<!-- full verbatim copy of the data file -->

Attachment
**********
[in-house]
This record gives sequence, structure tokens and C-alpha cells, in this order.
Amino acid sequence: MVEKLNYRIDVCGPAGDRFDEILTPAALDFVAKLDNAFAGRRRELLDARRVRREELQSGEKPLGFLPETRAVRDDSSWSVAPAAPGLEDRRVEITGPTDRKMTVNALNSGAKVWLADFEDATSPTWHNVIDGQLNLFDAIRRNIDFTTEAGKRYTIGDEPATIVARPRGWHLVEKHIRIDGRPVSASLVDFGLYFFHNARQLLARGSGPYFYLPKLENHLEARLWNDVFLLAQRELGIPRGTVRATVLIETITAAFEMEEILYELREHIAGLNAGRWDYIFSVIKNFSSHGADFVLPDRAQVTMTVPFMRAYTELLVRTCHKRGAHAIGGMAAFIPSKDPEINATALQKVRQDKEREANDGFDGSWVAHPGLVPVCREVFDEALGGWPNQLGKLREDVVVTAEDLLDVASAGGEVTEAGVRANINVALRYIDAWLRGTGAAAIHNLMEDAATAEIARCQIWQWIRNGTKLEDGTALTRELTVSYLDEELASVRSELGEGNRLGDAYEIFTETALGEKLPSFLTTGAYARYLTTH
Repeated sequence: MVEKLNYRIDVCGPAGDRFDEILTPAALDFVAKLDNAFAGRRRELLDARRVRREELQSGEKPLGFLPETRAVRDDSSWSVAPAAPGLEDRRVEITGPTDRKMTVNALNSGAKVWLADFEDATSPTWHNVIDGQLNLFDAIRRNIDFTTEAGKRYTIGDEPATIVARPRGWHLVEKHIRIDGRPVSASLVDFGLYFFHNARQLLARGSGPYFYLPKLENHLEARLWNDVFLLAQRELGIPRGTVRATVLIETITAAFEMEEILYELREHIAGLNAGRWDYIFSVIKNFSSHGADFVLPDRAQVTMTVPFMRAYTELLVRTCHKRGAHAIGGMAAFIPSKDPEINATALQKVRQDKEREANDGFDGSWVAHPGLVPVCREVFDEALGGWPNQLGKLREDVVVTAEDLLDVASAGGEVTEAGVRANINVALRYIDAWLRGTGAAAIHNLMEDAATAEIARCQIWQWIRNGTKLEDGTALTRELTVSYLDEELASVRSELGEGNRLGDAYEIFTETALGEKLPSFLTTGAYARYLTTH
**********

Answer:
[in-house]
This record gives sequence, structure tokens and C-alpha cells, in this order.
Amino acid sequence: MVEKLNYRIDVCGPAGDRFDEILTPAALDFVAKLDNAFAGRRRELLDARRVRREELQSGEKPLGFLPETRAVRDDSSWSVAPAAPGLEDRRVEITGPTDRKMTVNALNSGAKVWLADFEDATSPTWHNVIDGQLNLFDAIRRNIDFTTEAGKRYTIGDEPATIVARPRGWHLVEKHIRIDGRPVSASLVDFGLYFFHNARQLLARGSGPYFYLPKLENHLEARLWNDVFLLAQRELGIPRGTVRATVLIETITAAFEMEEILYELREHIAGLNAGRWDYIFSVIKNFSSHGADFVLPDRAQVTMTVPFMRAYTELLVRTCHKRGAHAIGGMAAFIPSKDPEINATALQKVRQDKEREANDGFDGSWVAHPGLVPVCREVFDEALGGWPNQLGKLREDVVVTAEDLLDVASAGGEVTEAGVRANINVALRYIDAWLRGTGAAAIHNLMEDAATAEIARCQIWQWIRNGTKLEDGTALTRELTVSYLDEELASVRSELGEGNRLGDAYEIFTETALGEKLPSFLTTGAYARYLTTH
Repeated sequence: MVEKLNYRIDVCGPAGDRFDEILTPAALDFVAKLDNAFAGRRRELLDARRVRREELQSGEKPLGFLPETRAVRDDSSWSVAPAAPGLEDRRVEITGPTDRKMTVNALNSGAKVWLADFEDATSPTWHNVIDGQLNLFDAIRRNIDFTTEAGKRYTIGDEPATIVARPRGWHLVEKHIRIDGRPVSASLVDFGLYFFHNARQLLARGSGPYFYLPKLENHLEARLWNDVFLLAQRELGIPRGTVRATVLIETITAAFEMEEILYELREHIAGLNAGRWDYIFSVIKNFSSHGADFVLPDRAQVTMTVPFMRAYTELLVRTCHKRGAHAIGGMAAFIPSKDPEINATALQKVRQDKEREANDGFDGSWVAHPGLVPVCREVFDEALGGWPNQLGKLREDVVVTAEDLLDVASAGGEVTEAGVRANINVALRYIDAWLRGTGAAAIHNLMEDAATAEIARCQIWQWIRNGTKLEDGTALTRELTVSYLDEELASVRSELGEGNRLGDAYEIFTETALGEKLPSFLTTGAYARYLTTH